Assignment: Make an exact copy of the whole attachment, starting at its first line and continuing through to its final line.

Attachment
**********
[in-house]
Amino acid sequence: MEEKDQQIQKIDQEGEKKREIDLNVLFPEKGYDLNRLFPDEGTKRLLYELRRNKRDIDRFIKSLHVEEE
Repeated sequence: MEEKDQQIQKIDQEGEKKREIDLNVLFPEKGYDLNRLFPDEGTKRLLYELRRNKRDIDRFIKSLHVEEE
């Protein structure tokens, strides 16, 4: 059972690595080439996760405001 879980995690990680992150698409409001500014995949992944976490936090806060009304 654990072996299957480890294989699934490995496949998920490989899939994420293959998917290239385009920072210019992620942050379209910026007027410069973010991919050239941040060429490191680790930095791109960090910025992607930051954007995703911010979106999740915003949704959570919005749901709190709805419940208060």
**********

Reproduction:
[in-house]
Amino acid sequence: MEEKDQQIQKIDQEGEKKREIDLNVLFPEKGYDLNRLFPDEGTKRLLYELRRNKRDIDRFIKSLHVEEE
Repeated sequence: MEEKDQQIQKIDQEGEKKREIDLNVLFPEKGYDLNRLFPDEGTKRLLYELRRNKRDIDRFIKSLHVEEE
């Protein structure tokens, strides 16, 4: 059972690595080439996760405001 879980995690990680992150698409409001500014995949992944976490936090806060009304 654990072996299957480890294989699934490995496949998920490989899939994420293959998917290239385009920072210019992620942050379209910026007027410069973010991919050239941040060429490191680790930095791109960090910025992607930051954007995703911010979106999740915003949704959570919005749901709190709805419940208060």